Find Your Roots Through DNA
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Generate your Data Files from FTDNA at DNAGedcom

Instructions to download your FTDNA files:

Meet the Data:

Genetic Genealogy Data Types

Type of Data

What it is

Why it’s Useful

Chromosome Browser (CB)

A chromosome browser shows you specifically where you share DNA with your match – the amount and on which chromosome. This data can be displayed in a either a graphical or an alphanumerical format.

This tool is your primary document for comparing your matches to see which ones also share overlapping segments of DNA

Comma-separated Value Files (CSV)

A generic computer file format containing data that can be imported into different applications (like GEDCOMs) and formatted. CSV files are most commonly used to import data into spreadsheets and databases.

Many of the files you will use are in CSV files so that they can be opened in different applications, much like GEDCOMs.


Family trees in a computer file format that can be used by most genealogy programs, including GEDCOM (pronounced JED-com), is short for Genealogical Data COMmunication.

GEDCOMs provide multiple clues to aid your search. They contain surnames, lineages of your matches, and perhaps even the name of your ancestors! When you have two ICW matches with GEDCOMs, you can potentially figure out who your ancestor is by identifying common their ancestor.

In Common With (ICW)

An ICW, or “In Common With” match is related to both you and at least one of your other matches.

This indicates that your relationship with your match is on the same side of your family tree, making ICW matches ideal candidates for triangulation.

Match Data

All the information available about your matches - their names, contact information, predicted relationship with you, amount of shared DNA, family surnames, family trees, etc.

Match data can help you determine if a match is a good candidate for triangulation.

Overlapping Segments of DNA

The inherited DNA you and your match(es) share, indicating you descend from the same ancestor. You and your matches are almost always related. However, other matches who also share the same overlapping segments of DNA may not be related to each other.

These help you identify which matches also share the same segments with each other to see if they are ICW. If they are ICW, then you are all likely related on the same side of your tree.

Raw Data

This is the information provided by a sample of your saliva – some 700,000 pieces of data – before it is analyzed by your testing company’s proprietary software.

Raw data can be downloaded from each testing company and processed by different tools and utilities. You can even upload your raw data from one testing company to another if they used the same test chip.


Last names.

Surnames are clues that also help you identify your common ancestors. This is particularly true for males, whose surnames rarely change from generation to generation.



  1. 1.       Generate your FTDNA Data Files on DNAGEDCOM will gather all of your FTDNA match data and format it into files that can be opened as spreadsheets.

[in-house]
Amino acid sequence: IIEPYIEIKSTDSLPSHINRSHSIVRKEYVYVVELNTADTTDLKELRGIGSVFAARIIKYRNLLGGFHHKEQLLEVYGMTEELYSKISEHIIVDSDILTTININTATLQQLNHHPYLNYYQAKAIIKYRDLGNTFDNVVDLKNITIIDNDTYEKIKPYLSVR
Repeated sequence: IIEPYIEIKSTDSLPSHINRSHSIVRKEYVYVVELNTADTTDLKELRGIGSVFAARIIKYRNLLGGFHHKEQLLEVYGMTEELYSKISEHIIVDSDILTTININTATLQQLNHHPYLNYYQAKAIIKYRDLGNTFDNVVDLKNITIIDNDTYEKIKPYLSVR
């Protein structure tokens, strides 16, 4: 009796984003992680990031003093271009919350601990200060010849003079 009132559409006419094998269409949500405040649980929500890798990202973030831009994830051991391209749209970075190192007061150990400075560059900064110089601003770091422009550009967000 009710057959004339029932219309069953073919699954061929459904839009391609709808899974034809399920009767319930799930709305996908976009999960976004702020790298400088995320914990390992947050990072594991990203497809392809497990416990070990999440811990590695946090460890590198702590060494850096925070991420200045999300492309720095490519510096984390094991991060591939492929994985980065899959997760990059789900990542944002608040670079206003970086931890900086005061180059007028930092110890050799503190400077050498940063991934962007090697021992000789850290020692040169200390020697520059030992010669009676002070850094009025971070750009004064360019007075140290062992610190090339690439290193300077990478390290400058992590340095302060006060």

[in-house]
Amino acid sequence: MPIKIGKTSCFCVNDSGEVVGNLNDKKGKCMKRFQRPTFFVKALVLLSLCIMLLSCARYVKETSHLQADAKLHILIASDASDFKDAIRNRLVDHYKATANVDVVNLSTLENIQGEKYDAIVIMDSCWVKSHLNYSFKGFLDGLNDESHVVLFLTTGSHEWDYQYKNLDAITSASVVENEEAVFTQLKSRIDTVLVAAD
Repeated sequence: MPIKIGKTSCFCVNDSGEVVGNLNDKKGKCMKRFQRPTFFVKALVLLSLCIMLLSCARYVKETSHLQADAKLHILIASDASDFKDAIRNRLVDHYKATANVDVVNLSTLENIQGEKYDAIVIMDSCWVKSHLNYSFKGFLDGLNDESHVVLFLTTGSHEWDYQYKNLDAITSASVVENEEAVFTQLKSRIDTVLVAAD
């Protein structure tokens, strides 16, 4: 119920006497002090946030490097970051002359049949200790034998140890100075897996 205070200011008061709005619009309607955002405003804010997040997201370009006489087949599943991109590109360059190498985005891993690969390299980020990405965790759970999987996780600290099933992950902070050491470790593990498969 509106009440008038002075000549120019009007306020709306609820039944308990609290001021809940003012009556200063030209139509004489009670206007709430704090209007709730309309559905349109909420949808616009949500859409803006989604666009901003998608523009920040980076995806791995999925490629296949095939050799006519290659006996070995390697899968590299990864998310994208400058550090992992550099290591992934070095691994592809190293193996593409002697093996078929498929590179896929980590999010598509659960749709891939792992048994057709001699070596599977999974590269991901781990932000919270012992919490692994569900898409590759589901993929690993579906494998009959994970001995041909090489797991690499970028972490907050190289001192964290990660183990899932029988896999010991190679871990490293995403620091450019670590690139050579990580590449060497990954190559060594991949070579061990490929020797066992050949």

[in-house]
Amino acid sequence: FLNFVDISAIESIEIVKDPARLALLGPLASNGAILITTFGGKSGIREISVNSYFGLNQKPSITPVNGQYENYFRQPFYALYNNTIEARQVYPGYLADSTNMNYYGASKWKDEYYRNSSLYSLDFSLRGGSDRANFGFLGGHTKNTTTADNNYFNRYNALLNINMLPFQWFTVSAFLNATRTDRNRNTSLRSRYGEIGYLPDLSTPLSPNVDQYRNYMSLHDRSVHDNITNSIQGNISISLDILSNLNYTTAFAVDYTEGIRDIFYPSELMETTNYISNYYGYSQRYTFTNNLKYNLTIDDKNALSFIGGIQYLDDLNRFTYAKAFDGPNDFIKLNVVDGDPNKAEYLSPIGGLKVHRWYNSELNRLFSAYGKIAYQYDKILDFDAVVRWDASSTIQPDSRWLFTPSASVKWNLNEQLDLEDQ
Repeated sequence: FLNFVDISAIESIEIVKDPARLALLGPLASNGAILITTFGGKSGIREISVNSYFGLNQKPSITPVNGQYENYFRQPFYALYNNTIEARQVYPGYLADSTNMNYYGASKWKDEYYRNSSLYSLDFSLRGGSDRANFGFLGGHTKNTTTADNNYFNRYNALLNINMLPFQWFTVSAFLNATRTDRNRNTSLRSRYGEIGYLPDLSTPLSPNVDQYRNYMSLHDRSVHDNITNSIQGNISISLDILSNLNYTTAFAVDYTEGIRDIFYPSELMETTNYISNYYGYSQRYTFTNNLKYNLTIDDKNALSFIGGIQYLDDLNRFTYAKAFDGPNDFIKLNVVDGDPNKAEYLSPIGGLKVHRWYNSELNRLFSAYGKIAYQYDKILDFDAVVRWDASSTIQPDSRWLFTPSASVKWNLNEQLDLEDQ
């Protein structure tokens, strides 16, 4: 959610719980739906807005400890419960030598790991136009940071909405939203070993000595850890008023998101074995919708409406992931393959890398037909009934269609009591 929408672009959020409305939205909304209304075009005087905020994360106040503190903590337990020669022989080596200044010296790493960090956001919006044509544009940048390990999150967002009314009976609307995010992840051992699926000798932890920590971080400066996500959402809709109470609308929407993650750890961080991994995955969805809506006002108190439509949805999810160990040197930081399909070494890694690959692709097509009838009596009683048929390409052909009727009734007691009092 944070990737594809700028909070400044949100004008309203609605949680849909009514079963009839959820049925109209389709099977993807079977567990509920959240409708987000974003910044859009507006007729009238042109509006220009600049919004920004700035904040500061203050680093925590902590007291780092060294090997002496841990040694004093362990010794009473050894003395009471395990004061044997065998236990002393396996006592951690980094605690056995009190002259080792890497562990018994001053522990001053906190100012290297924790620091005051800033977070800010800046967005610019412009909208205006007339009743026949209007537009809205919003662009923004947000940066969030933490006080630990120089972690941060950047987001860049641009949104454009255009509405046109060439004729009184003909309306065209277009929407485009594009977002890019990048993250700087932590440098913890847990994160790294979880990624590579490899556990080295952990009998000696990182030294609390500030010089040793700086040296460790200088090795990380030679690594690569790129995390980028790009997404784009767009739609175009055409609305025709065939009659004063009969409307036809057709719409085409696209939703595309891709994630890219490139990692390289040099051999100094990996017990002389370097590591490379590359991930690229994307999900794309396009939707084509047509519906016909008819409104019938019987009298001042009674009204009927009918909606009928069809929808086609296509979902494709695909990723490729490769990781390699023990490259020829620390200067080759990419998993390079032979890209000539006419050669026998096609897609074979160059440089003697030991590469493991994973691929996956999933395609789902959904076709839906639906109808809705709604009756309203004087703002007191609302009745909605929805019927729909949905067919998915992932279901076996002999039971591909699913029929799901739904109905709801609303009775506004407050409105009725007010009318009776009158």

1. Select the Family Tree DNA link and then select “Download Family Tree DNA Data.”

Enter your FTDNA kit number and password. This is the same kit number and password you enter when you log in to Family Tree DNA. Note: Your FTDNA password is never stored or shared.

Click the “Get Data” button at the bottom of the screen.  Generating your data files can take up to two hours depending on how many matches you have and how many have posted their family trees.

Extract and Download FTDNA Data Files from

1)      After generates your data, the compressed file will not automatically download to your PC, you will need to go to your Members/View Files to download your zip file. Usually it will go to the folder called “Downloads.” This “zipped” file actually contains three files: your chromosome browser data, your Family Finder matches and your ICW file.

Tip: A *.zip or *.gz file temporarily shrinks files so that they can be transmitted faster. These compressed files have to be “unzipped” to open them. 

2)      Unzip this file to the directory of your choice. Right-click on the .zip file and select “Extract All” (Or skip down to Step 3 to download these files already unzipped.).

All three files will have the *.csv extension and begin with your FTDNA kit number.


3)      If you prefer not to work with *.zip files, you can download the uncompressed files directly from, which stores a copy of your data files on its servers as a backup free of charge.

Hover your cursor over the “Members” link in the menu bar, and scroll down to “View Files” from the drop-down menu that appears.

Your data files are all located in the FTDNA folder on the left-side of the screen. Double-click on the folder containing your FTDNA kit number. Your data files will then appear on the right-side of the screen.

Hold down the CTRL key on your keyboard and click on the files you want to download with your left mouse button to highlight them. Once highlighted, click on the files again with your right mouse button (not the left one!) and select “Download” to download them to your PC.


For a downloadable PDF version of this file see: